It Comes at Night (2017) Review
A MISLABLED AND POSSIBLY
FRUSTRATING SUSPENSE HORROR
While Hollywood Studios such as Warner. Bros, Disney, 20th Century Fox, and Universal, usually churn out big-budgeted and / or big named feature films every year, A24, a smaller film production company, has been flying underneath the radar for several years, producing some hidden films. Originally named A24 (before becoming just A24), the studio has created several low-budgeted, yet successful movies such as the sci-fi film Ex Machina, the Oscar-award winning drama The Room, the oddly humorous Swiss Army Man, and critically acclaimed documentary Amy. Now, A24 and director Trey Edward Shults, present their newest film; a horror suspense thriller titled It Comes at Night. Does this movie deliver on its thrills and expected premise or does it flounder and fade into the background of recent horror movies of late?
In the aftermath of unknown virus menace, which has ravaged the world and created global pandemic, the survivor in this post-world hunt for clean water and secure shelter. Set in a remote forest home, Paul (Joel Edgerton), keeps order, building a fortified structure dwelling for his wife, Sarah (Carmen Ejogo) and their son, Travis (Kelvin Harrison Jr.), laboring to make sure the trio is safe and protected from viral exposure and, for that matter, most of the outside world. Late one evening, Will (Christopher Abbott) is caught breaking into their home, with Paul being extremely careful with their intruder, cautiously figuring out if his story of supply hunting for his wife, Kim (Riley Keough), and their young son is actually true. Learning to trust the stranger, Paul welcomes Will and his family into his house, teaching them the rules of living with them and building a peaceful co-existence amongst them all. Unfortunately, panic sets in when the family dog manages to escape while picking up a mysterious presence in the woods, sparking newfound fears of contamination in the house, which swiftly turns to paranoia amongst the two families; drumming up suspicions on if one of them is carrying the deadly disease or not.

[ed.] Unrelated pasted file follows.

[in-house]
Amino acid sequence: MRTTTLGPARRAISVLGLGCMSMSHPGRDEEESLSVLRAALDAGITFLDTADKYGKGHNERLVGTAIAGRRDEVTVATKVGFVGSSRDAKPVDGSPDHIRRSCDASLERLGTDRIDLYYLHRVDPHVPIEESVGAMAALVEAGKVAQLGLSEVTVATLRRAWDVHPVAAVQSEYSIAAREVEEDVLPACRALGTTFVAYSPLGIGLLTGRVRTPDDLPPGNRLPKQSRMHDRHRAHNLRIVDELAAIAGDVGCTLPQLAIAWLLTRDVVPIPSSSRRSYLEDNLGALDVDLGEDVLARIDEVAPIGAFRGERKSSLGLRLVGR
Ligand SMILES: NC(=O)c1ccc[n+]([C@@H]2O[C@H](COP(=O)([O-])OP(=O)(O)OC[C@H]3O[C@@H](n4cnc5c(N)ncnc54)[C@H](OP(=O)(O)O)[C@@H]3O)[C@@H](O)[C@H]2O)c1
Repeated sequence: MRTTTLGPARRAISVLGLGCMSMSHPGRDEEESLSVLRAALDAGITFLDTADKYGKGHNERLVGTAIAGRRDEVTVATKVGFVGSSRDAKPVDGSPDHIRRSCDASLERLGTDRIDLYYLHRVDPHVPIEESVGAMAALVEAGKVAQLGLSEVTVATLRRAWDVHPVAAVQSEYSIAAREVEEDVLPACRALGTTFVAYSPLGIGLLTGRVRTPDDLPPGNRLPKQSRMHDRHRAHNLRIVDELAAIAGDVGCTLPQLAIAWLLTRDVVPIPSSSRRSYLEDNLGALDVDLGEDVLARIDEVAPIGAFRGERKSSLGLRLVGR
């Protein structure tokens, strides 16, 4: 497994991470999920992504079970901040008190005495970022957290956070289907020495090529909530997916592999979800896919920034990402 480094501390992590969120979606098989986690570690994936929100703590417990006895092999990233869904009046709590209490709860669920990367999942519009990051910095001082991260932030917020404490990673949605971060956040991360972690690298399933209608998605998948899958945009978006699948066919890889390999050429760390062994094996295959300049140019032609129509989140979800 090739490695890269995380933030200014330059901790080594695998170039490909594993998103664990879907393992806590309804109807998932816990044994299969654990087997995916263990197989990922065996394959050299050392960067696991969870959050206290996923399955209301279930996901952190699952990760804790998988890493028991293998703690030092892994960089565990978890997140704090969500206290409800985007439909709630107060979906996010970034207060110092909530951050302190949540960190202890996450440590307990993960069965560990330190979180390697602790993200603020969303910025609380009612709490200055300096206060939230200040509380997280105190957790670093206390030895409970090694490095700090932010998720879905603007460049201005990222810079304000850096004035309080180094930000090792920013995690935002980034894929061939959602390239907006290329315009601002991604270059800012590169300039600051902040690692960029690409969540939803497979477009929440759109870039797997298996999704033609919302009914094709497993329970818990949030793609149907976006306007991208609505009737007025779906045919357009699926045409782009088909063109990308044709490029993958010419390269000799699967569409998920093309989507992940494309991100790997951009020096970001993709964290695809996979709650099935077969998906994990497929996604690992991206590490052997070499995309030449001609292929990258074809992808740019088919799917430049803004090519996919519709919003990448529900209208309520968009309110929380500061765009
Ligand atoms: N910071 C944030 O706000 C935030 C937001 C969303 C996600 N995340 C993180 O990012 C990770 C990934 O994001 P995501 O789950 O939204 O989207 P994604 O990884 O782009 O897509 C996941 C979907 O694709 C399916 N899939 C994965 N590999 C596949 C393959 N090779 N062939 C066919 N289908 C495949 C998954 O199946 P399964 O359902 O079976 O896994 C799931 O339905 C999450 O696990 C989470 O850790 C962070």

THE GOOD / THE BAD
Like I said above, A24 has proven a name for itself for producing and / or distributing films, having releasing movies that many, including myself, might overlook in comparison to other big studio releases that come out the same time. A perfect example of this was their 2015 film Ex Machina, which flew under everyone’s radar (including myself) and became such a popular hit with many. Their films make not bring in the big office dough that other big Hollywood studio do, but majority of their movies have been met with critical praise from both critics and moviegoers, with a few becoming nominated during the award season, including the film The Room, with actress Brie Larson winning the Oscar for Best Actress.
This, of course, brings us to my review for this movie. I don’t recall hearing of any internet news or buzz feed for It Comes at Night, but I do remember seeing the film’s trailer several times (while I was at my local movie theater), with the film’s tagline “the most unnerving film of the year” being toted. While I’ve said I’m not a usual fan of horror movies, so I initial passed on the movie, choosing to see (and review) movies that were more to my style and liking. However, I’ve been reading a lot of reviews for the movie and notice that a lot of people are praising the feature and giving it (mostly) positive reviews. So, before it got pushed out of my local theater, I decided to go see It Comes at Night and to see if all the “word of mouth” about the film was true. Unfortunately, I may be the odd man out about this picture as It Comes at Night is somewhat of a perplexing movie as the film that was advertised wasn’t exactly the film I saw. Adding to that, the movie itself wasn’t incredible awesome as some were making it out to be, but neither was it downright awful. It’s just somewhere in-between and that sort of frustrates me.